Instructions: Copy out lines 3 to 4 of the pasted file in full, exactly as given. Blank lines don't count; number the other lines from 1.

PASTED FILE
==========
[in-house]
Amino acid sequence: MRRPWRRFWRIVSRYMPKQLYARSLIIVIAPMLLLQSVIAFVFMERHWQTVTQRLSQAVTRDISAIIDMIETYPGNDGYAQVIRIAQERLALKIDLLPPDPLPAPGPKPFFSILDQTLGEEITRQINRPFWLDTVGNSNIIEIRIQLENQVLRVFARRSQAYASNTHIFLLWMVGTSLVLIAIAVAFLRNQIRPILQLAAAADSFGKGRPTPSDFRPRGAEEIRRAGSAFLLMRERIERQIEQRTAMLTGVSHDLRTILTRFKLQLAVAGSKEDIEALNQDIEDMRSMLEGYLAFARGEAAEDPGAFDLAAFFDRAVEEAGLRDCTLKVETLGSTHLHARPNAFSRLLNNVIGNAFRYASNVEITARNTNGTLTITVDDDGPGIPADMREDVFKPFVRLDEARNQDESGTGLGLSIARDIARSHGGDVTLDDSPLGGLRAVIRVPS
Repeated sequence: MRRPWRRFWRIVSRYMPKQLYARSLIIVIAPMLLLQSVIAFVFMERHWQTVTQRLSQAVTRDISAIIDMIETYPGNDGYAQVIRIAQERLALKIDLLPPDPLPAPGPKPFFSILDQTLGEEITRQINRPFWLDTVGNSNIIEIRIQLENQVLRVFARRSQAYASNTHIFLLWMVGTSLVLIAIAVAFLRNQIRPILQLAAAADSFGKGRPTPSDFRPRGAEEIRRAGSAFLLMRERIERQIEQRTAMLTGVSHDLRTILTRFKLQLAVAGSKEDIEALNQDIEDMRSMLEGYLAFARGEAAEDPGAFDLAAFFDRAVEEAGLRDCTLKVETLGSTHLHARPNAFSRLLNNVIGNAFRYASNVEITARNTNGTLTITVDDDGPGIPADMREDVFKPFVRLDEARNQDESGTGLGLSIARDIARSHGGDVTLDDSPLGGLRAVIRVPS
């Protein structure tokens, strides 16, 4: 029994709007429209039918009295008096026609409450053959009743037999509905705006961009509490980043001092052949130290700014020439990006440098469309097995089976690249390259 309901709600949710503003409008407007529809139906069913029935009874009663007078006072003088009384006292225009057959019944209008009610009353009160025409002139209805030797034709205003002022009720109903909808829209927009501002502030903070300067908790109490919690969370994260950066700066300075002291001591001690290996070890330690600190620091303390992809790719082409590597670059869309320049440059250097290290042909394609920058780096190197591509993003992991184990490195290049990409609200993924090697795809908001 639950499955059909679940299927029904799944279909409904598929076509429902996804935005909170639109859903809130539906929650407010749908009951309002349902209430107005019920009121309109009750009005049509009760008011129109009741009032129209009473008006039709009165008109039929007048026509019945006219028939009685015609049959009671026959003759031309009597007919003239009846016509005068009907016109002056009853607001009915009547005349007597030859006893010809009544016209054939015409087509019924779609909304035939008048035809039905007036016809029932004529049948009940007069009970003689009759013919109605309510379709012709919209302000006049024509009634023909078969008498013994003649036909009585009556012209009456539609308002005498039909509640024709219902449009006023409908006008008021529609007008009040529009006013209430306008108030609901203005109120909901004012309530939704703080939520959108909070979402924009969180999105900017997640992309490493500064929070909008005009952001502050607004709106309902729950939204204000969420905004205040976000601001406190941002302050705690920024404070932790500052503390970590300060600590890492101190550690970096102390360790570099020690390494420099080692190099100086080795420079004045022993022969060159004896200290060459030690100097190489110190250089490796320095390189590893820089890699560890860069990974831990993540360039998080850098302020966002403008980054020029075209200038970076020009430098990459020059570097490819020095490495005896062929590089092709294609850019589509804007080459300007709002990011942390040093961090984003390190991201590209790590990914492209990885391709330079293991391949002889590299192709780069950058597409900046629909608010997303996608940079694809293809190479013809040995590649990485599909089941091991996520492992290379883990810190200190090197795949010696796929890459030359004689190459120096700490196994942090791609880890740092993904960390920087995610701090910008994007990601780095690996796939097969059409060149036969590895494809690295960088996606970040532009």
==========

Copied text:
Repeated sequence: MRRPWRRFWRIVSRYMPKQLYARSLIIVIAPMLLLQSVIAFVFMERHWQTVTQRLSQAVTRDISAIIDMIETYPGNDGYAQVIRIAQERLALKIDLLPPDPLPAPGPKPFFSILDQTLGEEITRQINRPFWLDTVGNSNIIEIRIQLENQVLRVFARRSQAYASNTHIFLLWMVGTSLVLIAIAVAFLRNQIRPILQLAAAADSFGKGRPTPSDFRPRGAEEIRRAGSAFLLMRERIERQIEQRTAMLTGVSHDLRTILTRFKLQLAVAGSKEDIEALNQDIEDMRSMLEGYLAFARGEAAEDPGAFDLAAFFDRAVEEAGLRDCTLKVETLGSTHLHARPNAFSRLLNNVIGNAFRYASNVEITARNTNGTLTITVDDDGPGIPADMREDVFKPFVRLDEARNQDESGTGLGLSIARDIARSHGGDVTLDDSPLGGLRAVIRVPS
């Protein structure tokens, strides 16, 4: 029994709007429209039918009295008096026609409450053959009743037999509905705006961009509490980043001092052949130290700014020439990006440098469309097995089976690249390259 309901709600949710503003409008407007529809139906069913029935009874009663007078006072003088009384006292225009057959019944209008009610009353009160025409002139209805030797034709205003002022009720109903909808829209927009501002502030903070300067908790109490919690969370994260950066700066300075002291001591001690290996070890330690600190620091303390992809790719082409590597670059869309320049440059250097290290042909394609920058780096190197591509993003992991184990490195290049990409609200993924090697795809908001 639950499955059909679940299927029904799944279909409904598929076509429902996804935005909170639109859903809130539906929650407010749908009951309002349902209430107005019920009121309109009750009005049509009760008011129109009741009032129209009473008006039709009165008109039929007048026509019945006219028939009685015609049959009671026959003759031309009597007919003239009846016509005068009907016109002056009853607001009915009547005349007597030859006893010809009544016209054939015409087509019924779609909304035939008048035809039905007036016809029932004529049948009940007069009970003689009759013919109605309510379709012709919209302000006049024509009634023909078969008498013994003649036909009585009556012209009456539609308002005498039909509640024709219902449009006023409908006008008021529609007008009040529009006013209430306008108030609901203005109120909901004012309530939704703080939520959108909070979402924009969180999105900017997640992309490493500064929070909008005009952001502050607004709106309902729950939204204000969420905004205040976000601001406190941002302050705690920024404070932790500052503390970590300060600590890492101190550690970096102390360790570099020690390494420099080692190099100086080795420079004045022993022969060159004896200290060459030690100097190489110190250089490796320095390189590893820089890699560890860069990974831990993540360039998080850098302020966002403008980054020029075209200038970076020009430098990459020059570097490819020095490495005896062929590089092709294609850019589509804007080459300007709002990011942390040093961090984003390190991201590209790590990914492209990885391709330079293991391949002889590299192709780069950058597409900046629909608010997303996608940079694809293809190479013809040995590649990485599909089941091991996520492992290379883990810190200190090197795949010696796929890459030359004689190459120096700490196994942090791609880890740092993904960390920087995610701090910008994007990601780095690996796939097969059409060149036969590895494809690295960088996606970040532009």